The Rip Tide, an 85-foot shrimper, is being set up for the longline fishery in Trinidad. The Captain Richard, a 90-footer, was recently bought at an auction. She was due to be hauled in preparation for going into the East Coast scallop fishery.
The Rip Tide had repairs to the prop, stern bearings and nozzle. The back of the boat's deckhouse was extended; bait wells were built in the boat, and she was painted.
By the beginning of April, work hadn't started on the Captain Richard, but the boat was due to be primed and painted, both topsides and bottom, and given routine maintenance before leaving Bayou La Batre.
With a depressed Gulf of Mexico shrimp fishery and high fuel costs, Jemison Marine, like other boatyards in the area, isn't building new boats, but the demand for rebuilding and maintenance work has grown.
At the beginning of April, 10 shrimp boats had been hauled and another two were in the water waiting to be hauled for maintenance work and repairs.
"We have a shipyard full of shrimp boats here for spring maintenance," says Tim Jemison, the boatyard's owner. "They want routine maintenance, but a lot of the boats need right much work. The boys are pushing the boats beyond what they should to maintain them. It's an economic thing. The cost of fuel and the depressed shrimp market has forced many of them to wait too long for maintenance.
"Because of this, we're having to replace right much steel in the hulls because they didn't take care of the little problems they had last year," he says.
Jemison Marine and some other nearby boatbuilders are also taking advantage of the demand for used shrimp boats from the Republic of Croatia. The boatyard has refurbished four 90-foot shrimpers for the Mediterranean tuna sea-farming fishery. "They are buying the boats at a much reduced price and the dollar is down compared to the Euro, which makes these boats attractive to the Croatians," Jemison says.
Up in Chesapeake Bay, Ampro Shipyard in Weems, Va., has been doing spring haul-out work on the few snapper-rig boats left in Chesapeake Bay.
The term snapper rig refers to boats that harvest menhaden for bait, which is then sold to commercial crab and eel-pot fishermen and to sport fishermen. This distinguishes the snapper rigs from the Omega Protein–owned boats that catch menhaden for the fish meal industry.
Two snapper-rig boats recently hauled and serviced at the Ampro Shipyard were the 135' x 23' Carters Creek and the 80' x 20' Osprey. The Carters Creek picked up 12 new zincs and a complete paint job. Topsides, a coating of Devoe blue went down to the waterline. From the waterline to the keel, the hull was primed and painted with Hempel bottom paint.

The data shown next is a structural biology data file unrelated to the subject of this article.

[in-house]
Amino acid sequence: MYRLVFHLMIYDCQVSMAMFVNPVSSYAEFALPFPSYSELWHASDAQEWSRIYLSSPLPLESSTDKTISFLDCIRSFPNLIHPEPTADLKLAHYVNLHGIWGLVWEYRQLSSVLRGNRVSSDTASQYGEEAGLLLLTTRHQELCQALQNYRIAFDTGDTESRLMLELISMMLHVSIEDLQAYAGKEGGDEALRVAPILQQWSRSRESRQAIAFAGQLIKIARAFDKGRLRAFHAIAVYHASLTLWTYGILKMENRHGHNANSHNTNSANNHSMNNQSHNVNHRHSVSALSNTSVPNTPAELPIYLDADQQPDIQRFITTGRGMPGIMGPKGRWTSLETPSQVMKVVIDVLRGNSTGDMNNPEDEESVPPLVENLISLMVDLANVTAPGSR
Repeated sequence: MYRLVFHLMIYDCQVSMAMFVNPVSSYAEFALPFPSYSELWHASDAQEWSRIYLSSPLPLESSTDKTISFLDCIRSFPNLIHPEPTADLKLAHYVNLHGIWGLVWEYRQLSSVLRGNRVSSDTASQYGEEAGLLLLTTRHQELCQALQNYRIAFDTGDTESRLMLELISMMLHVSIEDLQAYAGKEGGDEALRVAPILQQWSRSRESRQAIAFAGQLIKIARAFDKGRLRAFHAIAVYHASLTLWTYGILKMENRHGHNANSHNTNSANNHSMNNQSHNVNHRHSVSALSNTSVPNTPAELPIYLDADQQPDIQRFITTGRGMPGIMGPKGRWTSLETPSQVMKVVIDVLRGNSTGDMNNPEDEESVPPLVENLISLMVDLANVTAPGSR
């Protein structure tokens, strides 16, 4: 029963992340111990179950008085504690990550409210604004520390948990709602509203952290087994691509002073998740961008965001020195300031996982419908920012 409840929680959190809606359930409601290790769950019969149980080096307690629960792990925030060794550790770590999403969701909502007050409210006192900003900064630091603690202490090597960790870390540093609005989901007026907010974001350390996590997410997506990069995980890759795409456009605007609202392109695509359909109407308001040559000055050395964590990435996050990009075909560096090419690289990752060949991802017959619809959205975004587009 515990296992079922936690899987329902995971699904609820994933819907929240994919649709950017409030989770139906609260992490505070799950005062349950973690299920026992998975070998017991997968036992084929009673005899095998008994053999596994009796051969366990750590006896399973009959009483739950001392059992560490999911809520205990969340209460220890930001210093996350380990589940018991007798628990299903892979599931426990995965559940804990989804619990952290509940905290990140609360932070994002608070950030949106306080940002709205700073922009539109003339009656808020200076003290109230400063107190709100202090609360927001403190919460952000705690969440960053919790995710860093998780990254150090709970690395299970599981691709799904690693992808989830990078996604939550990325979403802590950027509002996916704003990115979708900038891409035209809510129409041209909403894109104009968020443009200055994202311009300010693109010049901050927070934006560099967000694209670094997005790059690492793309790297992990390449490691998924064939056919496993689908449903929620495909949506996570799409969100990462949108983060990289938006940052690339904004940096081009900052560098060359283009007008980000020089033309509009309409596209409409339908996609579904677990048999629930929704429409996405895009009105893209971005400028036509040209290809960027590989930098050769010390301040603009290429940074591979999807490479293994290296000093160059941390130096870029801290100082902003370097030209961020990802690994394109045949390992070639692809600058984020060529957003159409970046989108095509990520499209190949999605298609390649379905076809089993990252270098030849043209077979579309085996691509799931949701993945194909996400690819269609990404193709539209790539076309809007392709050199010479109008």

The 80-foot Osprey also had its bottom cleaned and painted; new zincs and a new prop were put on.
For three months, the crew at the Ampro Shipyard railway was tied up with the Miss Ann, a 127-foot dinner and cruise boat. On the hull's starboard side, frames were replaced along a 60-foot midsection. The propeller shaft was pulled and reconditioned, struts were realigned, and a new cutlass bearing installed.
On a sad note for the bay's snapper-rig fishery, Ampro Shipyard pulled all the fishing gear off the Taylors Creek. The boat belonged to Norva Co., a Virginia bait company out of White Stone, owned by David George, but was purchased by Fred Lakeman of Boston.
The 87' x 30' Taylors Creek will be fishing for menhaden off the New Jersey coast. Once the Taylors Creek leaves the Ampro Shipyard, only three snapper-rig boats will be left fishing on Chesapeake Bay, says Ampro Shipyard's Lynne Haynie.
"It's a sad state," she says. "The demand for bait is just not what it was when the crab pot fishery was booming. We are seeing more and more watermen getting out of the crab business, and this impacted the snapper-rig business."
— Larry Chowning
NOAA recently published a proposed rule that would implement a traceability plan to help combat IUU fishing. The program would seek to trace the origins of imported seafood by setting up reporting and filing procedures for products entering the U.S.
The traceability program would collect data on harvest, landing, and chain of custody of fish and fish products that have been identified as particularly vulnerable to IUU fishing and fraud.Read more...
The following was released by the Maine Department of Marine Resources on Jan. 22: